I know it only because I got sick. I went to visit Winnie on Butaritari and within 36 hours was curled up on a pandanus mat, shivering with fever and suffering from what Winnie knowingly called "the flu with a touch of 'epatitis".
Winnie insisted I eat. She offered me the full range of local dishes: bananas, fish, pawpaw, coconut and swamp taro. That was it. The full range. Oh, granted there is a world of difference between roasted swamp taro and grated swamp taro but being deathly ill allows you certain privileges, and it gets to the point where you grab those privileges by the throat and scream into their collective face, "NO MORE SWAMP TARO OR I WILL PUKE."
And that was when Winnie told me this story. It starts, as all good stories do, once upon a time, not so very long ago...
The dolphins and the humans lived in separate but equal worlds. The dolphins kept watch over the sea and the humans oversaw the land. There was mutual respect and liking but they rarely saw each other socially. In fact, there were only two families on Butaritari who had the knowledge to Call The Dolphins.
Calling the dolphins was difficult and dangerous, and undertaken only in times of hunger. When the Caller was asleep, she (or he) guided her dreams towards the land of the dolphins. There, unhindered by physical considerations such as incompatible vocal chords, she could speak to them directly.
The Caller of dolphins was invariably well received. The dolphins loved company. Once the introductory pleasantries were over, the Caller would state the real reason for the visit. "I have been sent to invite the dolphins to a dance in our lagoon. Can you come?"
That always thrilled the dolphins. "Oh yes! Yes, of course, we would be happy to come!" Invitation delivered and accepted, the Caller then politely excused herself and quietly faded back into consciousness.
The next day, just before high tide, the whole village went down to the lagoon and watched the sea channel expectantly. Soon the dolphins started to arrive. The teenagers and young adults of the village took off their clothes and hung them on trees. Then they dove into the lagoon and paired off with the dolphins. The humans murmured sweet nothings while gently holding on to their hosts. As parents and siblings watched from the shore, singing and dancing encouragingly, the human/ dolphin couples frolicked in the crystal aquamarine waters. Occasionally, a mischievously adventurous pair even went out into the darker blue waters of the open sea, returning hours later.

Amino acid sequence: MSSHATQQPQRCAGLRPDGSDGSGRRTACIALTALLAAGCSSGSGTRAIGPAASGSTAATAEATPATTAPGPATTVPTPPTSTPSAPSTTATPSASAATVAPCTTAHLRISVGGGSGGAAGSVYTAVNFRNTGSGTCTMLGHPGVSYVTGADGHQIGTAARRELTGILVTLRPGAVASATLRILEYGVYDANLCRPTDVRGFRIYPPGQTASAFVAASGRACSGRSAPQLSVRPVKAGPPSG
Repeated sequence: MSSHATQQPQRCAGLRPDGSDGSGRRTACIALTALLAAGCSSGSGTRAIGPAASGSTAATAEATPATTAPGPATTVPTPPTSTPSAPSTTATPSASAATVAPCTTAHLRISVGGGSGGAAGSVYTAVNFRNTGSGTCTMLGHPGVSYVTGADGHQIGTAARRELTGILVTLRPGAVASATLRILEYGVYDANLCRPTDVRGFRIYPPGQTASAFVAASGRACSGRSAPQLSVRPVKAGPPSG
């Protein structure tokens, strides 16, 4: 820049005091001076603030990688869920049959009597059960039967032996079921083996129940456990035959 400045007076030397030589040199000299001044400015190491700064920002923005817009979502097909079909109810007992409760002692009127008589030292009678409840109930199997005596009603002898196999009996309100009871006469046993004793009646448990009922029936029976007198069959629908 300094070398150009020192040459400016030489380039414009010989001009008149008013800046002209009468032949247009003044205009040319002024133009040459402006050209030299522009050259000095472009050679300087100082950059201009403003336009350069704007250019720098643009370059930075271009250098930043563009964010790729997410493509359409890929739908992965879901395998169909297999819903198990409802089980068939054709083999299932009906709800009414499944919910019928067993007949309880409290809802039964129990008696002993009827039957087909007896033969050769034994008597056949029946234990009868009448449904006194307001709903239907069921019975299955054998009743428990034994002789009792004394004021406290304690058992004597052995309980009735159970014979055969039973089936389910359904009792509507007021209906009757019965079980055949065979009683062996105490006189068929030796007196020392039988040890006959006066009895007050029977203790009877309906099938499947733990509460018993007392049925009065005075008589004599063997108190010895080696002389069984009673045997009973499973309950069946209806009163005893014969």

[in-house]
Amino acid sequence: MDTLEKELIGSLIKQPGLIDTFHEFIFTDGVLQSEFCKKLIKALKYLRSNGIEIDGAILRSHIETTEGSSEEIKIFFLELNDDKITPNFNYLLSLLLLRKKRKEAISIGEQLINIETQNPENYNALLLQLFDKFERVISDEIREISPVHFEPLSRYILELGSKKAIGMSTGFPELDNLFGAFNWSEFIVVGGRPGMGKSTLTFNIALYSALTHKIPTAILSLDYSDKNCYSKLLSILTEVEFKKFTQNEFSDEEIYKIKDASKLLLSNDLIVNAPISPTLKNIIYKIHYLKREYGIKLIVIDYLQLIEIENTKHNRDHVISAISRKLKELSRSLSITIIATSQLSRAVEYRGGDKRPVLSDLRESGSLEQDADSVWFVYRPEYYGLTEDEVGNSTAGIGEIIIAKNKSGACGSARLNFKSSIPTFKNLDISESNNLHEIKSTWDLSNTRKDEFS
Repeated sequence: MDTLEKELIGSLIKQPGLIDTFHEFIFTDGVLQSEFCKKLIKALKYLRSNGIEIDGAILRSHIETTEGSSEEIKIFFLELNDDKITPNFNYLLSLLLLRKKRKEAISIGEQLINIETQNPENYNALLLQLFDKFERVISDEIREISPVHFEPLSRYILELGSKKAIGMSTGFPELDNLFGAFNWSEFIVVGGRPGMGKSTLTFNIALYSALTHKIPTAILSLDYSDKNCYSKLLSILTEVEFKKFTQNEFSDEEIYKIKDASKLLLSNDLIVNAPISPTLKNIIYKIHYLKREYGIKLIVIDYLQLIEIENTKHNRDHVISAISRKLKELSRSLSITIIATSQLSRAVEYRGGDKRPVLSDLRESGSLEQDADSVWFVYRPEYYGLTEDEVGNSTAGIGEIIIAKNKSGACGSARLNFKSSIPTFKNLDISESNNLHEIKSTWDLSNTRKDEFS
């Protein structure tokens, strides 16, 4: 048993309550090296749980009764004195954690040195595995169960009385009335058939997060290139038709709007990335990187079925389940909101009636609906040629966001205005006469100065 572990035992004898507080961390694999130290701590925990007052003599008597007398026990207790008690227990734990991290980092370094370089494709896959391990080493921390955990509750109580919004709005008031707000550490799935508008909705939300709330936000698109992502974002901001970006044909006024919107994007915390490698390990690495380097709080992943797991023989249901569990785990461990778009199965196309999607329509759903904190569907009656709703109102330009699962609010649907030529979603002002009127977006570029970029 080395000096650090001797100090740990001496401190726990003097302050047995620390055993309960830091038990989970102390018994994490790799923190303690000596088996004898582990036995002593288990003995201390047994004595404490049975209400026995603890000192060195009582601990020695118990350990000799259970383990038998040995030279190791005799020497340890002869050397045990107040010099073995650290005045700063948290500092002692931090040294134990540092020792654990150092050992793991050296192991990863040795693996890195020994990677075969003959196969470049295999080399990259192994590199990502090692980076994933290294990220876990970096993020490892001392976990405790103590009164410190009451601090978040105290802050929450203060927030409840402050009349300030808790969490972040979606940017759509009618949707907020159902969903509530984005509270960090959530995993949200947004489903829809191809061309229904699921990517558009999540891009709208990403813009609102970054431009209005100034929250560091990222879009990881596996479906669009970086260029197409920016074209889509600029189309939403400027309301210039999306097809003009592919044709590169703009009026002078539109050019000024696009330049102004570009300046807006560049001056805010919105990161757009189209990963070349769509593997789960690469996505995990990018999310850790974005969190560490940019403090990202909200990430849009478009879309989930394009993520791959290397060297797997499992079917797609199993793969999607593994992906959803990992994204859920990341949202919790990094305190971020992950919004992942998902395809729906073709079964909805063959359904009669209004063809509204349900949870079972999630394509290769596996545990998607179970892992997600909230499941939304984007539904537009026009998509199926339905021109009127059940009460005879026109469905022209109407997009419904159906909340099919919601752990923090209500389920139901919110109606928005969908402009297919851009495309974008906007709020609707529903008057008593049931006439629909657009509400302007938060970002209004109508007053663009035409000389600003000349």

Eventually, the tide faltered and the time came to end the dance. The dolphins knew what to do next. One by one they beached themselves, always in the same spot and always facing the same direction. The swimmers quietly got their clothes from the trees and stood watching. Emotions crackled in the air. Sorrow, pain, gratitude, love and, darting about like an embarrassed streaker, hunger.
Some of the stronger men picked up the hatchets that had been lying on the cool grass since the morning and, caressing the lean and still wet dolphins with one hand, hacked them to death with the other. As soon as each animal beached, it was butchered. The meat was then quickly and equitably distributed throughout the island.
Everyone got a piece. Everyone except the Caller of dolphins. She had known the dolphins as friends; she had spoken with them. It was unacceptable, therefore, for her to eat them.
She also paid another price. The Caller of the dolphins always died young and, when she died, she was not buried on the island. Just off the coast of Butaritari there was a dark blot on the turquoise ocean, a bottomless hole in the sea floor that people believed led down into the home of the dolphins. The body of the Caller was brought to this spot and placed in the water. Other bodies would have just floated away, but hers sank down, down, reuniting her again and for ever with the dolphins, who were always happy to have company.
That sacrifice - dying young, being separated from her family for ever - the Caller of the dolphins was willing to make for the honour of being able to provide food for her hungry island.
And that was the end of Winnie's story.
She looked rather pointedly at the now cold dish of roasted swamp taro.
"Boy," I said, "that swamp taro sure looks good." Brushing away the flies that were not already embedded and struggling in the beige mass, I started munching away dutifully.
And Winnie smiled.